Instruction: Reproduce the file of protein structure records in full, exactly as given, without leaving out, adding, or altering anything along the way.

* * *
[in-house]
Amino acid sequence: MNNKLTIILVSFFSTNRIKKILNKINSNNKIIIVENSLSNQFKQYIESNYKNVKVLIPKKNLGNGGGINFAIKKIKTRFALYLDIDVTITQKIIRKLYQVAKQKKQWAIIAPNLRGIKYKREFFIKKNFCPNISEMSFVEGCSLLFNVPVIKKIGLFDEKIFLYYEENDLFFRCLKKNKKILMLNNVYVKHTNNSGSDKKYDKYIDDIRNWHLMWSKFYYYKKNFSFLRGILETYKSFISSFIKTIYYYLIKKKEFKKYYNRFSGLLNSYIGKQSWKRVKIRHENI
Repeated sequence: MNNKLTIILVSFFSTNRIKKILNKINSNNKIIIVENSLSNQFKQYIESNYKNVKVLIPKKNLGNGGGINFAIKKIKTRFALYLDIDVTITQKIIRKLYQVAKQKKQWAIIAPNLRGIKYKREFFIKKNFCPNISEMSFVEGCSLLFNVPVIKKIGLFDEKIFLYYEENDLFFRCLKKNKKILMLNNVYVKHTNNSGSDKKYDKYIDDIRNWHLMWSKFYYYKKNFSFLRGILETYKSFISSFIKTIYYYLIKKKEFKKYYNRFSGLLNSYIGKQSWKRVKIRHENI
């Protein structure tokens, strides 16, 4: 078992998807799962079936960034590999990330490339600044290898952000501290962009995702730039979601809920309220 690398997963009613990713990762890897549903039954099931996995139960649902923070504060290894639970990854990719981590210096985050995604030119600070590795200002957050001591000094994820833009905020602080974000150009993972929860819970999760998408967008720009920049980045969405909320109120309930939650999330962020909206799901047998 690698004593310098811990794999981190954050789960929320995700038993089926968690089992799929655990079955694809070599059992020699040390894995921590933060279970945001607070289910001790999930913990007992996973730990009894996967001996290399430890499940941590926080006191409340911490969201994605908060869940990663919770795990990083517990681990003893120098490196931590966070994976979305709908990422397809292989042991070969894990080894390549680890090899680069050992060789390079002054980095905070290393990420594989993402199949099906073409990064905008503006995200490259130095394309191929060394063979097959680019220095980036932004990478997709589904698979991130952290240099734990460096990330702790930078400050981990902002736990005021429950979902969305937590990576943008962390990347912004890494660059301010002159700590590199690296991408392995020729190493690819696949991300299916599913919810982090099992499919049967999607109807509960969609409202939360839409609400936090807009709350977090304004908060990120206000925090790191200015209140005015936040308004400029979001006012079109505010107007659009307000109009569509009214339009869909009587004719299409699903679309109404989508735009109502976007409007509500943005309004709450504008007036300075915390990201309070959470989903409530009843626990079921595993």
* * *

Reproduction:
[in-house]
Amino acid sequence: MNNKLTIILVSFFSTNRIKKILNKINSNNKIIIVENSLSNQFKQYIESNYKNVKVLIPKKNLGNGGGINFAIKKIKTRFALYLDIDVTITQKIIRKLYQVAKQKKQWAIIAPNLRGIKYKREFFIKKNFCPNISEMSFVEGCSLLFNVPVIKKIGLFDEKIFLYYEENDLFFRCLKKNKKILMLNNVYVKHTNNSGSDKKYDKYIDDIRNWHLMWSKFYYYKKNFSFLRGILETYKSFISSFIKTIYYYLIKKKEFKKYYNRFSGLLNSYIGKQSWKRVKIRHENI
Repeated sequence: MNNKLTIILVSFFSTNRIKKILNKINSNNKIIIVENSLSNQFKQYIESNYKNVKVLIPKKNLGNGGGINFAIKKIKTRFALYLDIDVTITQKIIRKLYQVAKQKKQWAIIAPNLRGIKYKREFFIKKNFCPNISEMSFVEGCSLLFNVPVIKKIGLFDEKIFLYYEENDLFFRCLKKNKKILMLNNVYVKHTNNSGSDKKYDKYIDDIRNWHLMWSKFYYYKKNFSFLRGILETYKSFISSFIKTIYYYLIKKKEFKKYYNRFSGLLNSYIGKQSWKRVKIRHENI
């Protein structure tokens, strides 16, 4: 078992998807799962079936960034590999990330490339600044290898952000501290962009995702730039979601809920309220 690398997963009613990713990762890897549903039954099931996995139960649902923070504060290894639970990854990719981590210096985050995604030119600070590795200002957050001591000094994820833009905020602080974000150009993972929860819970999760998408967008720009920049980045969405909320109120309930939650999330962020909206799901047998 690698004593310098811990794999981190954050789960929320995700038993089926968690089992799929655990079955694809070599059992020699040390894995921590933060279970945001607070289910001790999930913990007992996973730990009894996967001996290399430890499940941590926080006191409340911490969201994605908060869940990663919770795990990083517990681990003893120098490196931590966070994976979305709908990422397809292989042991070969894990080894390549680890090899680069050992060789390079002054980095905070290393990420594989993402199949099906073409990064905008503006995200490259130095394309191929060394063979097959680019220095980036932004990478997709589904698979991130952290240099734990460096990330702790930078400050981990902002736990005021429950979902969305937590990576943008962390990347912004890494660059301010002159700590590199690296991408392995020729190493690819696949991300299916599913919810982090099992499919049967999607109807509960969609409202939360839409609400936090807009709350977090304004908060990120206000925090790191200015209140005015936040308004400029979001006012079109505010107007659009307000109009569509009214339009869909009587004719299409699903679309109404989508735009109502976007409007509500943005309004709450504008007036300075915390990201309070959470989903409530009843626990079921595993």